Kraków, a southern Poland city near the border of the Czech Republic, is known for its well-preserved medieval core and Jewish quarter. Its old town – ringed by Planty Park and remnants of the city’s medieval walls – is centered on the stately, expansive Rynek Glówny (market square). This plaza is the site of the Cloth Hall, a Renaissance-era trading outpost, and St. Mary’s Basilica, a 14th-century Gothic church.
Milwaukee is a city in the U.S. state of Wisconsin on Lake Michigan’s western shore. It’s known for its breweries, many of which offer tours chronicling its role in the beer industry. Overlooking the Menomonee River, the Harley-Davidson Museum displays classic motorcycles, including one of Elvis Presley’s. Nearby is the Milwaukee Public Museum, with its large-scale European Village and a recreation of old Milwaukee.
Riga, Latvia’s capital, is set on the Baltic Sea at the mouth of the River Daugava. It’s considered a cultural center and is home to many museums and concert halls. The city is also known for its wooden buildings, art nouveau architecture and medieval Old Town. The pedestrian-only Old Town has many shops and restaurants and is home to busy Livu Square, with bars and nightclubs.
Orléans is a city on the banks of the Loire River in north-central France, and it’s the capital of the Centre-Val de Loire region. Joan of Arc famously saved the city from English siege in 1429, an event celebrated with an annual festival. A re-creation of the house where she stayed during the battle, the Maison de Jeanne d’Arc, features multimedia exhibits on her life.
Chicago, on Lake Michigan in Illinois, is among the largest cities in the U.S. Famed for its bold architecture, it has a skyline punctuated by skyscrapers such as the iconic John Hancock Center, 1,451-ft. Willis Tower (formerly the Sears Tower) and the neo-Gothic Tribune Tower. The city is also renowned for its museums, including the Art Institute of Chicago with its noted Impressionist and Post-Impressionist works.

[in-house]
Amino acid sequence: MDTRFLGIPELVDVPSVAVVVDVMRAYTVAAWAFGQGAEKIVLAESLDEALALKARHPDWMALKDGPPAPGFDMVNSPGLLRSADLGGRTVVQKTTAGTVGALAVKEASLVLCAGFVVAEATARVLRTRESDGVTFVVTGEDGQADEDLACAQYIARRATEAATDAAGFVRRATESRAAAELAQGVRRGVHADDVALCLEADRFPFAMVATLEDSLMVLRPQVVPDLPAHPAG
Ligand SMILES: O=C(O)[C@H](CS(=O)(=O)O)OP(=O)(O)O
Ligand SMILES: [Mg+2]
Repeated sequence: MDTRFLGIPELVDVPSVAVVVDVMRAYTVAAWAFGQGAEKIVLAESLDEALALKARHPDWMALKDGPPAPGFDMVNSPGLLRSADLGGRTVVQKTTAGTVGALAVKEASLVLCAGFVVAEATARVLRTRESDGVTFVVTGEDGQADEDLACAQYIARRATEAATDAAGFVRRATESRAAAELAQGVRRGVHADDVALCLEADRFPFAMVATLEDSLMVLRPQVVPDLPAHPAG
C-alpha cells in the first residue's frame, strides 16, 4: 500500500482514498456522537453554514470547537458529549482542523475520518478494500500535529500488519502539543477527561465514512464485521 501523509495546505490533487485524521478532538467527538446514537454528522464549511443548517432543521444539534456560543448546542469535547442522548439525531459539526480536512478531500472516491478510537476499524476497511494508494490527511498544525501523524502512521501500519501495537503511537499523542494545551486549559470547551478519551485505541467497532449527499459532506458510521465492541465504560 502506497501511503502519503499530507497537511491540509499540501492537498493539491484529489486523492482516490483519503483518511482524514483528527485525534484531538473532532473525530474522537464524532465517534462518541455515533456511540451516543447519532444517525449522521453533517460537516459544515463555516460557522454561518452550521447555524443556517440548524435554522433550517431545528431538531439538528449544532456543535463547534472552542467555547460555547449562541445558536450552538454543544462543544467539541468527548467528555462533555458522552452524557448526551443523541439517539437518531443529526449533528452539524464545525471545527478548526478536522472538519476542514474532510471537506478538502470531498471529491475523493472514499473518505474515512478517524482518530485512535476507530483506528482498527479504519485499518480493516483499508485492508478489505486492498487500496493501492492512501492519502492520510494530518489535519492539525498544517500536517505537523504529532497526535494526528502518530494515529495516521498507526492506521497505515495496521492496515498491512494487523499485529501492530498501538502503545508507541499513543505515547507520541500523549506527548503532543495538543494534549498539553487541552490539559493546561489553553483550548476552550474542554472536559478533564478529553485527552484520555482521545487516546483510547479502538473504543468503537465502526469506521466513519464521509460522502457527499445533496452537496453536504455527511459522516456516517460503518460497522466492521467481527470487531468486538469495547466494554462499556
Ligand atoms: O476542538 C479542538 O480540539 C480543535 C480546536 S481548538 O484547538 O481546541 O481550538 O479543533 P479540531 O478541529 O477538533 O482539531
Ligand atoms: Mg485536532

Edinburgh is Scotland’s compact, hilly capital. It has a medieval Old Town and elegant Georgian New Town with gardens and neoclassical buildings. Looming over the city is Edinburgh Castle, home to Scotland’s crown jewels and the Stone of Destiny, used in the coronation of Scottish rulers. Arthur’s Seat is an imposing peak in Holyrood Park with sweeping views, and Calton Hill is topped with monuments and memorials.
Dhaka is the capital city of Bangladesh, in southern Asia. Set beside the Buriganga River, it’s at the center of national government, trade and culture. The 17th-century old city was the Mughal capital of Bengal, and many palaces and mosques remain. American architect Louis Khan’s National Parliament House complex typifies the huge, fast-growing modern metropolis.
Grodno is a city in western Belarus, near the Polish and Lithuanian borders. By the Neman River, the Old Castle is a Renaissance palace on the site of an 11th-century fort. Nearby, the New Castle was built in the 18th century as a royal residence. The 12th-century Kalozha Church of Sts. Boris and Gleb is adorned with polished stones and majolica tiles. The St. Francis Xavier Cathedral features an ornate carved altar.
The Louvre museum, home to the “Mona Lisa,” is the heart of this lively district that features Hausmann-era boulevards and parks such as the Tuileries and the 17th-century Palais Royal. Fashionistas troop to the designer boutiques and luxury jewelers along chic Rue Saint Honoré and Place Vendôme. Les Halles shopping district has international fashion chains along Rue de Rivoli and in a vast underground mall.
Tokyo, Japan’s busy capital, mixes the ultramodern and the traditional, from neon-lit skyscrapers to historic temples. The opulent Meiji Shinto Shrine is known for its towering gate and surrounding woods. The Imperial Palace sits amid large public gardens. The city’s many museums offer exhibits ranging from classical art (in the Tokyo National Museum) to a reconstructed kabuki theater (in the Edo-Tokyo Museum).